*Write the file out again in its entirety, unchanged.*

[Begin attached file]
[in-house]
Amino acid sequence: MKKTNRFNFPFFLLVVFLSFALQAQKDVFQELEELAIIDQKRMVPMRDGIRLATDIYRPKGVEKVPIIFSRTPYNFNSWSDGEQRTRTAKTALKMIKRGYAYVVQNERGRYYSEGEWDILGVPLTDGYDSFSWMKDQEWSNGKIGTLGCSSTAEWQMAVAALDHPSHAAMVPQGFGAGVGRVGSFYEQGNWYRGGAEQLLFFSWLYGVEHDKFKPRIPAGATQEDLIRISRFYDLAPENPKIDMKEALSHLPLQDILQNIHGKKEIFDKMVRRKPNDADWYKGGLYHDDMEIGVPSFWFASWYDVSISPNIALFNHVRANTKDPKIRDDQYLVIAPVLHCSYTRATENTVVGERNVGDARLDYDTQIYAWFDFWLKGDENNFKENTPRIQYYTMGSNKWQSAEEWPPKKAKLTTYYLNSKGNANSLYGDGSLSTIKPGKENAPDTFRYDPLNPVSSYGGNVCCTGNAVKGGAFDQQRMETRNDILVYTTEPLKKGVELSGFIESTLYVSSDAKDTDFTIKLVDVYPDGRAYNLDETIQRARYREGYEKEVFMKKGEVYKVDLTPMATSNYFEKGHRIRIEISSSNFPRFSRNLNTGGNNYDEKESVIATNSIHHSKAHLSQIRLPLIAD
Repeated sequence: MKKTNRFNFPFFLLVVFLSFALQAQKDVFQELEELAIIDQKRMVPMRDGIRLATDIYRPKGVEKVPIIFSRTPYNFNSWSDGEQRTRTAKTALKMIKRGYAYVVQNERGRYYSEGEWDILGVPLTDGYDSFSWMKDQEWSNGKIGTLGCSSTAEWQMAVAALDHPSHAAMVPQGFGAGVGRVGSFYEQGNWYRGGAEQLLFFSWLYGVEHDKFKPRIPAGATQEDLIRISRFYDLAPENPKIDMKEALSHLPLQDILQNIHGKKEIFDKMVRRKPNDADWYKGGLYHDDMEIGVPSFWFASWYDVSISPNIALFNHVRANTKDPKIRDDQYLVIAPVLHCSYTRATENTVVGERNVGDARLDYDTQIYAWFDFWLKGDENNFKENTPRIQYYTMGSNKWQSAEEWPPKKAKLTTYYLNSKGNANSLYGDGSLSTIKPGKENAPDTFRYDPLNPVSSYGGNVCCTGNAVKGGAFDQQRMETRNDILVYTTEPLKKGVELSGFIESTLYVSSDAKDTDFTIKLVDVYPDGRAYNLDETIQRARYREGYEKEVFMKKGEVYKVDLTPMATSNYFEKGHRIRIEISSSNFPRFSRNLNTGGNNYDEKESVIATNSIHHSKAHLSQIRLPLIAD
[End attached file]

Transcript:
[in-house]
Amino acid sequence: MKKTNRFNFPFFLLVVFLSFALQAQKDVFQELEELAIIDQKRMVPMRDGIRLATDIYRPKGVEKVPIIFSRTPYNFNSWSDGEQRTRTAKTALKMIKRGYAYVVQNERGRYYSEGEWDILGVPLTDGYDSFSWMKDQEWSNGKIGTLGCSSTAEWQMAVAALDHPSHAAMVPQGFGAGVGRVGSFYEQGNWYRGGAEQLLFFSWLYGVEHDKFKPRIPAGATQEDLIRISRFYDLAPENPKIDMKEALSHLPLQDILQNIHGKKEIFDKMVRRKPNDADWYKGGLYHDDMEIGVPSFWFASWYDVSISPNIALFNHVRANTKDPKIRDDQYLVIAPVLHCSYTRATENTVVGERNVGDARLDYDTQIYAWFDFWLKGDENNFKENTPRIQYYTMGSNKWQSAEEWPPKKAKLTTYYLNSKGNANSLYGDGSLSTIKPGKENAPDTFRYDPLNPVSSYGGNVCCTGNAVKGGAFDQQRMETRNDILVYTTEPLKKGVELSGFIESTLYVSSDAKDTDFTIKLVDVYPDGRAYNLDETIQRARYREGYEKEVFMKKGEVYKVDLTPMATSNYFEKGHRIRIEISSSNFPRFSRNLNTGGNNYDEKESVIATNSIHHSKAHLSQIRLPLIAD
Repeated sequence: MKKTNRFNFPFFLLVVFLSFALQAQKDVFQELEELAIIDQKRMVPMRDGIRLATDIYRPKGVEKVPIIFSRTPYNFNSWSDGEQRTRTAKTALKMIKRGYAYVVQNERGRYYSEGEWDILGVPLTDGYDSFSWMKDQEWSNGKIGTLGCSSTAEWQMAVAALDHPSHAAMVPQGFGAGVGRVGSFYEQGNWYRGGAEQLLFFSWLYGVEHDKFKPRIPAGATQEDLIRISRFYDLAPENPKIDMKEALSHLPLQDILQNIHGKKEIFDKMVRRKPNDADWYKGGLYHDDMEIGVPSFWFASWYDVSISPNIALFNHVRANTKDPKIRDDQYLVIAPVLHCSYTRATENTVVGERNVGDARLDYDTQIYAWFDFWLKGDENNFKENTPRIQYYTMGSNKWQSAEEWPPKKAKLTTYYLNSKGNANSLYGDGSLSTIKPGKENAPDTFRYDPLNPVSSYGGNVCCTGNAVKGGAFDQQRMETRNDILVYTTEPLKKGVELSGFIESTLYVSSDAKDTDFTIKLVDVYPDGRAYNLDETIQRARYREGYEKEVFMKKGEVYKVDLTPMATSNYFEKGHRIRIEISSSNFPRFSRNLNTGGNNYDEKESVIATNSIHHSKAHLSQIRLPLIAD